In my daily life, I didn't have close friends. I grew up in high school as the classic goth kid who sat in the corner alone reading. When I went home, I booted up the computer and drifted into another life: friends, writing, and a whole other world of possibilities.
As the years progressed, I grew closer with those I wrote with the most. They knew where I lived, what school I attended, the types of classes I took. We exchanged gifts. We wrote each other letters.
We told each other everything — everything I could, at least, without exposing myself as a biological female.
I couldn’t video chat. I couldn’t talk on the phone.
They wanted to see what I looked like, and I shared a few fuzzy photographs of my older brother. They wanted to hear me speak, so I downloaded a voice changing program to deepen mine.
The endless lying twisted my gut. I had always considered myself an honest person, and an honest friend, and yet here I was lying about myself for years.
I desperately wanted friends. I wanted acceptance. They knew my life and my feelings intimately, but they were greeted with a false face and a false name. I could tell my online friends anything and everything — everything but that one truth.
And it was my oversharing that finally ended the charade. An ending that needed to come.
Trying to make in-real-life friends, I auditioned to join my school’s drama club. When they accepted me, I couldn’t contain my excitement and told my online friends.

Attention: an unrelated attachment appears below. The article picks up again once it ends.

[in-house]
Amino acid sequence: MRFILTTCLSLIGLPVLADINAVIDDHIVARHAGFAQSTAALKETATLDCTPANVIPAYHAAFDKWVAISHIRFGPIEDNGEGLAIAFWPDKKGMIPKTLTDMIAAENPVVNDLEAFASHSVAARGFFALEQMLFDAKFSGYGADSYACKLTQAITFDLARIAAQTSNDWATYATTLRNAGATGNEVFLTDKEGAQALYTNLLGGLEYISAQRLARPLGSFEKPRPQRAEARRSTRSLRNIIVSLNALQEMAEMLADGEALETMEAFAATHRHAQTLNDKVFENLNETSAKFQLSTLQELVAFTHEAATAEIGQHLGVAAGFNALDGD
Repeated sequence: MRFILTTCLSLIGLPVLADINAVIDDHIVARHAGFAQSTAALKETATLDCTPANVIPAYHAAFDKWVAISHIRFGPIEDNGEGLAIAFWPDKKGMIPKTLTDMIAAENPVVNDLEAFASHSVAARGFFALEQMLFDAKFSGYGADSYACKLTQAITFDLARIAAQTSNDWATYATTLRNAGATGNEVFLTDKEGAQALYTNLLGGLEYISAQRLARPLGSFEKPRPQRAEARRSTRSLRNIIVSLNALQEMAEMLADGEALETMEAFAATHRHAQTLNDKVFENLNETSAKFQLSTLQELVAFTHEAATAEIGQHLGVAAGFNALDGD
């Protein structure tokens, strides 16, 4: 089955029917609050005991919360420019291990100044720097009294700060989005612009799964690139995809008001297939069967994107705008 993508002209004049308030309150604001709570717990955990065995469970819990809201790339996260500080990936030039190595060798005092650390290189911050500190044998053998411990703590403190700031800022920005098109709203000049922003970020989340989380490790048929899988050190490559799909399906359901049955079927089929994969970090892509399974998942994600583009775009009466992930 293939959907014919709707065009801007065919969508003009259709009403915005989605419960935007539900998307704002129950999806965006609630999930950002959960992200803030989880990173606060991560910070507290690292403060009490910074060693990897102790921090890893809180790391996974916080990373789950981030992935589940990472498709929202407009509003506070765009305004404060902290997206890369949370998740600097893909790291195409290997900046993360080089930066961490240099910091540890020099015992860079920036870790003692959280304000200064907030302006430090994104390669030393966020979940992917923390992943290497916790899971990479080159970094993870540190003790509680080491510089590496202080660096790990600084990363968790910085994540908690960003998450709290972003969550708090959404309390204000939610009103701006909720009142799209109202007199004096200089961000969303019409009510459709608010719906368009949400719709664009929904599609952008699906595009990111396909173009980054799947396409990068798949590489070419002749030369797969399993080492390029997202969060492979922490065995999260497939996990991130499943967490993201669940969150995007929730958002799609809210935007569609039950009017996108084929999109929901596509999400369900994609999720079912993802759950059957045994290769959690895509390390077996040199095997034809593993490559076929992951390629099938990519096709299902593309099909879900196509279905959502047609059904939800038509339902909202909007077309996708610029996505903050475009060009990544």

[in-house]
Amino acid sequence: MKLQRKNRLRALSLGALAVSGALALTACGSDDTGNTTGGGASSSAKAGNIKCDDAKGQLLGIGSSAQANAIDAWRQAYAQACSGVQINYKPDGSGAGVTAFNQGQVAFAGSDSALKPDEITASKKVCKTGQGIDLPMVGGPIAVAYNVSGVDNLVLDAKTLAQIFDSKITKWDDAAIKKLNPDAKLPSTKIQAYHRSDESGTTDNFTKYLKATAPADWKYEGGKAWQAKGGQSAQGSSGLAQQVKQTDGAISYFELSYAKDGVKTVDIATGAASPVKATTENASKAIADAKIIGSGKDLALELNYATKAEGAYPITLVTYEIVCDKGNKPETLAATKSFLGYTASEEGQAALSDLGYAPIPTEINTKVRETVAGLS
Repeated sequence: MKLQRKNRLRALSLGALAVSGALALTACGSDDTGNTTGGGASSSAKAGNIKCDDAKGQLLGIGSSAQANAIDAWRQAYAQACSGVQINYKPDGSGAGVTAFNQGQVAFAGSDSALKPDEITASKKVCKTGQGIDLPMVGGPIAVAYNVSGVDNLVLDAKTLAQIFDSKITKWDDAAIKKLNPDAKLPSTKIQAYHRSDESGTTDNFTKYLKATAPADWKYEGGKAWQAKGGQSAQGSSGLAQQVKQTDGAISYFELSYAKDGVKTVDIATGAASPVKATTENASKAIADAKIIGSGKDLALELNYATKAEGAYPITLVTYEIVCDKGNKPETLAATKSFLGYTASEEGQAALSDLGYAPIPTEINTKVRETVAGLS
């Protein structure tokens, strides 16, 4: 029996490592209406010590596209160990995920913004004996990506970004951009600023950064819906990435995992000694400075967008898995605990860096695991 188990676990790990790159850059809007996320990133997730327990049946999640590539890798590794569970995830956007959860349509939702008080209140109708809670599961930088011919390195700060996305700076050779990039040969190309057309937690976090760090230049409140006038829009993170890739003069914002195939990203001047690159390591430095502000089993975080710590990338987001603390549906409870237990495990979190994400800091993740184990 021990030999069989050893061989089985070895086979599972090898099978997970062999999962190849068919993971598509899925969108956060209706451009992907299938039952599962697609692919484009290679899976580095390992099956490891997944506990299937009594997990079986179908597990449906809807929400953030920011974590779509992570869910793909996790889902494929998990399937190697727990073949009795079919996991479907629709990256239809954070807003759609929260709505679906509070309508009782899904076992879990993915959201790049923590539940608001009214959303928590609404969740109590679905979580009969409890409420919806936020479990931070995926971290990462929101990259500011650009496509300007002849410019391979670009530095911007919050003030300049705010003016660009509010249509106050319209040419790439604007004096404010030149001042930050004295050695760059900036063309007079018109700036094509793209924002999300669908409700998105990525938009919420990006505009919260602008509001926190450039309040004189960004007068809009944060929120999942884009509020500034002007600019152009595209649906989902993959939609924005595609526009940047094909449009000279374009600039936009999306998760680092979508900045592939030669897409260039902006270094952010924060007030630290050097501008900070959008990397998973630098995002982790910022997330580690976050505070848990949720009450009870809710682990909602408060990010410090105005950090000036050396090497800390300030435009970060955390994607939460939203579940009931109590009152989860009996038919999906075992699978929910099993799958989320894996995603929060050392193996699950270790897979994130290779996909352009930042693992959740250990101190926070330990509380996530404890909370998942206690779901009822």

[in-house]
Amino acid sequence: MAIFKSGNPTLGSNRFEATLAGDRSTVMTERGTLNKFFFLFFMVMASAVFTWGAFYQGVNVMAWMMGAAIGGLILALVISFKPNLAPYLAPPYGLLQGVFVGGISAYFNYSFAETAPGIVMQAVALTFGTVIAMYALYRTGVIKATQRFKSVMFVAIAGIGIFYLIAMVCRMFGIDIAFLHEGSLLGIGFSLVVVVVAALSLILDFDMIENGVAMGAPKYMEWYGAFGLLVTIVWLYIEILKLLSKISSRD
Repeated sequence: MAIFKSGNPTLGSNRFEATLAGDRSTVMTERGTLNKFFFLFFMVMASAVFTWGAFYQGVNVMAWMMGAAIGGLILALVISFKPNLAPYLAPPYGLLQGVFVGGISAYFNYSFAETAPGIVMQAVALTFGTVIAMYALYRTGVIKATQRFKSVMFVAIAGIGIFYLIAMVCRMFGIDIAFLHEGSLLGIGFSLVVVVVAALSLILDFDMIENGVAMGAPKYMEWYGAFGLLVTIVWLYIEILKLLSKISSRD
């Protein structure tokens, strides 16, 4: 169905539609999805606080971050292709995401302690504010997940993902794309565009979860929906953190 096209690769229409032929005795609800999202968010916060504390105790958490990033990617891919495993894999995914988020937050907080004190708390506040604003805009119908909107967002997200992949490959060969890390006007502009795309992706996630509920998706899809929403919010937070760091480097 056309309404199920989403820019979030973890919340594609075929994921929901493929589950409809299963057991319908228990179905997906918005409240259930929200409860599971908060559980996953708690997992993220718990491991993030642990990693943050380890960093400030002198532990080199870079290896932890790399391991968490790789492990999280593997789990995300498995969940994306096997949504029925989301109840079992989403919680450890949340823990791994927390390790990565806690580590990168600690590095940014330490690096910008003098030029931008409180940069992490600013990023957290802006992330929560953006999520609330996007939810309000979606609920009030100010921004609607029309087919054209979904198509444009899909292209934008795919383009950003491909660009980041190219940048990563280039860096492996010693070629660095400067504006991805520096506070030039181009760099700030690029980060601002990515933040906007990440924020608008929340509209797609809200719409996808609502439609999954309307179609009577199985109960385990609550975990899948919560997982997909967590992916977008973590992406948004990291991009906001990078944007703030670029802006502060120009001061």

One of those friends decided to look at my school’s website. She checked out the section on our drama club, which featured a cast list of its members.
It’s there she found my name unlisted — and in its place a female name, but with my same last name. The only kid in the school with that last name. The only family in our small town with that last name.
My heart jumped into my throat when she texted me her confusion, and later her realization: I wasn’t who I claimed to be.
The information quickly spread in our gaming group. Surprise turned to anger. Several people disowned me; more told my lying ass off. But a few, the ones I was closest to, stayed.
They wanted to understand. They wanted to know why I had lied.
I told the truth. I feared rejection if they knew I wasn’t this boy I claimed to be all these years. It had become hard to separate myself from him. I had become him. Being him felt like my actual reality and being her felt like the real fraud.
It’s then that my closest friend, the one who discovered me, asked me if I was transgender.
Transgender? I asked. What’s transgender?